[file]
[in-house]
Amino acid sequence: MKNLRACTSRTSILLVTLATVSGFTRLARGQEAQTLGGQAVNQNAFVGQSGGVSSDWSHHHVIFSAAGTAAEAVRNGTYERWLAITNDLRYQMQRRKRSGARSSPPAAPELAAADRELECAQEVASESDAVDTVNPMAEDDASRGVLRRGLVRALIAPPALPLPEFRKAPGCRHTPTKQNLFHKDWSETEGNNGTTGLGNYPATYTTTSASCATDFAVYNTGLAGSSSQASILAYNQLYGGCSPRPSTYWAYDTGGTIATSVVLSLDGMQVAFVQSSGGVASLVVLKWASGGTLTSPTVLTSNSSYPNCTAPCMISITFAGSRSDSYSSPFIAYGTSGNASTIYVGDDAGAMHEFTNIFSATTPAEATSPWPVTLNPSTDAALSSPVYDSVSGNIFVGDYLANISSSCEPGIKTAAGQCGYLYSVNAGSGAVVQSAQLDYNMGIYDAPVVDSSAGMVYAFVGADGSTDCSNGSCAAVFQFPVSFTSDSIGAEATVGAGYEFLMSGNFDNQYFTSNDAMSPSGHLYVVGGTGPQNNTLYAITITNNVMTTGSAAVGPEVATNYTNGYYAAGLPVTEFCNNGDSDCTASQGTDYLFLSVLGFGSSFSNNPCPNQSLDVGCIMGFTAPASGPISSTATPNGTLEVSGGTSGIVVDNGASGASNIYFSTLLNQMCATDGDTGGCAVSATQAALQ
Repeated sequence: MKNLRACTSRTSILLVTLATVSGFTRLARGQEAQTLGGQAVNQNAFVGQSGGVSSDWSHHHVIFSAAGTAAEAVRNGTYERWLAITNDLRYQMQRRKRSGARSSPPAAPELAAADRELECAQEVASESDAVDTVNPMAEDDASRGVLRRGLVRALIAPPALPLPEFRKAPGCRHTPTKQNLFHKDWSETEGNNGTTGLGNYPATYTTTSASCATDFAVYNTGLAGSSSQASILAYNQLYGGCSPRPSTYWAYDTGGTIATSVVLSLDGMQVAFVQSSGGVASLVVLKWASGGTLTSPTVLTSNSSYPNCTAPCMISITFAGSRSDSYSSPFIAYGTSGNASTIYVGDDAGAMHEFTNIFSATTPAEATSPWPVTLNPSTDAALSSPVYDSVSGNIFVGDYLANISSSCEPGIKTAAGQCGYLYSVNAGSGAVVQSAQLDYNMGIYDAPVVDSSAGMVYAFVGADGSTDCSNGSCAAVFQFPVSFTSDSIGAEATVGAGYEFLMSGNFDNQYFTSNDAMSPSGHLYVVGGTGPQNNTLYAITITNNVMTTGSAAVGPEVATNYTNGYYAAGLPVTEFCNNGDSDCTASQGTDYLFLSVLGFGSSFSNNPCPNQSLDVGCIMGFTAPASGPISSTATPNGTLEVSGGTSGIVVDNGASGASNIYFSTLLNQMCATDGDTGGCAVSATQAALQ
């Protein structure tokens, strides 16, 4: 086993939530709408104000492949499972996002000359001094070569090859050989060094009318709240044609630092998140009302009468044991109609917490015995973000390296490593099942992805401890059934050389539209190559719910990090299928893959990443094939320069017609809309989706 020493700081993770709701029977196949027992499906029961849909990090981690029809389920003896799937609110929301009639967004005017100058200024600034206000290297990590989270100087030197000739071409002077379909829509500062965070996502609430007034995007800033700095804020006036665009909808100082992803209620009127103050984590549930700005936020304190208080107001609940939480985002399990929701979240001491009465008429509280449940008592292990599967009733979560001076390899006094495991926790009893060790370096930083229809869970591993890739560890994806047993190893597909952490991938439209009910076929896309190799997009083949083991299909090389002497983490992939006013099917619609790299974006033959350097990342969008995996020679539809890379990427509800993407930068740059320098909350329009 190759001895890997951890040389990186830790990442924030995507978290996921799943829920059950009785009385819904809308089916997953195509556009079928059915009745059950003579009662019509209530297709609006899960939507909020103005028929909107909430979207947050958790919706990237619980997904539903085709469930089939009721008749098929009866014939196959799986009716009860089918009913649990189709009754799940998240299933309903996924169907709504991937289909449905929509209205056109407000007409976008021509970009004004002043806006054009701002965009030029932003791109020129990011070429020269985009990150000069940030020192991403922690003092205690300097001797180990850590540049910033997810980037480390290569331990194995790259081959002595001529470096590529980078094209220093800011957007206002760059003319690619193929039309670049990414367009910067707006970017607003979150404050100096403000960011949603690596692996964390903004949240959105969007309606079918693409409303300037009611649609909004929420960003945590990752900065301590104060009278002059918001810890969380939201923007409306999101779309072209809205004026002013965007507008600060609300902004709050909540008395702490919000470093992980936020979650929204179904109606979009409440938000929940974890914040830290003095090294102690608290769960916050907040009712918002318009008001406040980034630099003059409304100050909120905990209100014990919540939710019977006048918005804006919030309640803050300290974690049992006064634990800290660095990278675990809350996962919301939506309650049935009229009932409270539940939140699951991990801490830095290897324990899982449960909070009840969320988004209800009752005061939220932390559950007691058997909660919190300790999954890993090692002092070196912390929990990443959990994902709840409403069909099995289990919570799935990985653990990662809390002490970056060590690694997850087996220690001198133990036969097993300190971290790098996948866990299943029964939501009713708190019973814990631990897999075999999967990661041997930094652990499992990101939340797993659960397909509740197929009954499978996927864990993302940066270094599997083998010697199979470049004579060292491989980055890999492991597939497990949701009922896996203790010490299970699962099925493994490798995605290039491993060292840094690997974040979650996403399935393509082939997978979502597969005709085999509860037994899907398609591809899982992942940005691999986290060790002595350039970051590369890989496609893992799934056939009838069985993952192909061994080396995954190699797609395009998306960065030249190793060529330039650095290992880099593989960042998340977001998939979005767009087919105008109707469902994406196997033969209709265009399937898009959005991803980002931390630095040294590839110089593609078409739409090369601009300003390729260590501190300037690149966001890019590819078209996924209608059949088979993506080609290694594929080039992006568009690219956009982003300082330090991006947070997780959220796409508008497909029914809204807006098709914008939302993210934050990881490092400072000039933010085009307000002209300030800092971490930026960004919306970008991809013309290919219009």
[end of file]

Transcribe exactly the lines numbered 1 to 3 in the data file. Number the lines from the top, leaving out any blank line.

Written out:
[in-house]
Amino acid sequence: MKNLRACTSRTSILLVTLATVSGFTRLARGQEAQTLGGQAVNQNAFVGQSGGVSSDWSHHHVIFSAAGTAAEAVRNGTYERWLAITNDLRYQMQRRKRSGARSSPPAAPELAAADRELECAQEVASESDAVDTVNPMAEDDASRGVLRRGLVRALIAPPALPLPEFRKAPGCRHTPTKQNLFHKDWSETEGNNGTTGLGNYPATYTTTSASCATDFAVYNTGLAGSSSQASILAYNQLYGGCSPRPSTYWAYDTGGTIATSVVLSLDGMQVAFVQSSGGVASLVVLKWASGGTLTSPTVLTSNSSYPNCTAPCMISITFAGSRSDSYSSPFIAYGTSGNASTIYVGDDAGAMHEFTNIFSATTPAEATSPWPVTLNPSTDAALSSPVYDSVSGNIFVGDYLANISSSCEPGIKTAAGQCGYLYSVNAGSGAVVQSAQLDYNMGIYDAPVVDSSAGMVYAFVGADGSTDCSNGSCAAVFQFPVSFTSDSIGAEATVGAGYEFLMSGNFDNQYFTSNDAMSPSGHLYVVGGTGPQNNTLYAITITNNVMTTGSAAVGPEVATNYTNGYYAAGLPVTEFCNNGDSDCTASQGTDYLFLSVLGFGSSFSNNPCPNQSLDVGCIMGFTAPASGPISSTATPNGTLEVSGGTSGIVVDNGASGASNIYFSTLLNQMCATDGDTGGCAVSATQAALQ
Repeated sequence: MKNLRACTSRTSILLVTLATVSGFTRLARGQEAQTLGGQAVNQNAFVGQSGGVSSDWSHHHVIFSAAGTAAEAVRNGTYERWLAITNDLRYQMQRRKRSGARSSPPAAPELAAADRELECAQEVASESDAVDTVNPMAEDDASRGVLRRGLVRALIAPPALPLPEFRKAPGCRHTPTKQNLFHKDWSETEGNNGTTGLGNYPATYTTTSASCATDFAVYNTGLAGSSSQASILAYNQLYGGCSPRPSTYWAYDTGGTIATSVVLSLDGMQVAFVQSSGGVASLVVLKWASGGTLTSPTVLTSNSSYPNCTAPCMISITFAGSRSDSYSSPFIAYGTSGNASTIYVGDDAGAMHEFTNIFSATTPAEATSPWPVTLNPSTDAALSSPVYDSVSGNIFVGDYLANISSSCEPGIKTAAGQCGYLYSVNAGSGAVVQSAQLDYNMGIYDAPVVDSSAGMVYAFVGADGSTDCSNGSCAAVFQFPVSFTSDSIGAEATVGAGYEFLMSGNFDNQYFTSNDAMSPSGHLYVVGGTGPQNNTLYAITITNNVMTTGSAAVGPEVATNYTNGYYAAGLPVTEFCNNGDSDCTASQGTDYLFLSVLGFGSSFSNNPCPNQSLDVGCIMGFTAPASGPISSTATPNGTLEVSGGTSGIVVDNGASGASNIYFSTLLNQMCATDGDTGGCAVSATQAALQ